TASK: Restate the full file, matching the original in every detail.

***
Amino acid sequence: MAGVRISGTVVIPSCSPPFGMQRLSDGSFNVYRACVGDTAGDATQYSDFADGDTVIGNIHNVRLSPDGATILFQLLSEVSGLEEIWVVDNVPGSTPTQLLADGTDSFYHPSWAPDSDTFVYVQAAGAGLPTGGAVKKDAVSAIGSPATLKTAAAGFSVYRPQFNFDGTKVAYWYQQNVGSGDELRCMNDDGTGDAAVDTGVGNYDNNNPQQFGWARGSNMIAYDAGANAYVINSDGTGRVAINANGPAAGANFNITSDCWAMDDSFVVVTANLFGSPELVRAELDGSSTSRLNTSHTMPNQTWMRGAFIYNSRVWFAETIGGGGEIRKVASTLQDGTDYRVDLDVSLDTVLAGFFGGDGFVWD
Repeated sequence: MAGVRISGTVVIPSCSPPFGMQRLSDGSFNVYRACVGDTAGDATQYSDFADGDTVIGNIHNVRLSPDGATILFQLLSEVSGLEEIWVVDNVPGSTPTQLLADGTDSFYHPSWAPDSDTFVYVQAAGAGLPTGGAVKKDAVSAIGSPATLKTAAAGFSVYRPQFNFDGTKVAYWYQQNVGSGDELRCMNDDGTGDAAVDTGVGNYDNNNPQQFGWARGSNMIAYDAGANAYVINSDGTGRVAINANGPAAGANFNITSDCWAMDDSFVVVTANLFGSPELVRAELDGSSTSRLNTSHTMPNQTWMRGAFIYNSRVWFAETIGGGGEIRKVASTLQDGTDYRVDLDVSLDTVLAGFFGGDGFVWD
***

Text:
Amino acid sequence: MAGVRISGTVVIPSCSPPFGMQRLSDGSFNVYRACVGDTAGDATQYSDFADGDTVIGNIHNVRLSPDGATILFQLLSEVSGLEEIWVVDNVPGSTPTQLLADGTDSFYHPSWAPDSDTFVYVQAAGAGLPTGGAVKKDAVSAIGSPATLKTAAAGFSVYRPQFNFDGTKVAYWYQQNVGSGDELRCMNDDGTGDAAVDTGVGNYDNNNPQQFGWARGSNMIAYDAGANAYVINSDGTGRVAINANGPAAGANFNITSDCWAMDDSFVVVTANLFGSPELVRAELDGSSTSRLNTSHTMPNQTWMRGAFIYNSRVWFAETIGGGGEIRKVASTLQDGTDYRVDLDVSLDTVLAGFFGGDGFVWD
Repeated sequence: MAGVRISGTVVIPSCSPPFGMQRLSDGSFNVYRACVGDTAGDATQYSDFADGDTVIGNIHNVRLSPDGATILFQLLSEVSGLEEIWVVDNVPGSTPTQLLADGTDSFYHPSWAPDSDTFVYVQAAGAGLPTGGAVKKDAVSAIGSPATLKTAAAGFSVYRPQFNFDGTKVAYWYQQNVGSGDELRCMNDDGTGDAAVDTGVGNYDNNNPQQFGWARGSNMIAYDAGANAYVINSDGTGRVAINANGPAAGANFNITSDCWAMDDSFVVVTANLFGSPELVRAELDGSSTSRLNTSHTMPNQTWMRGAFIYNSRVWFAETIGGGGEIRKVASTLQDGTDYRVDLDVSLDTVLAGFFGGDGFVWD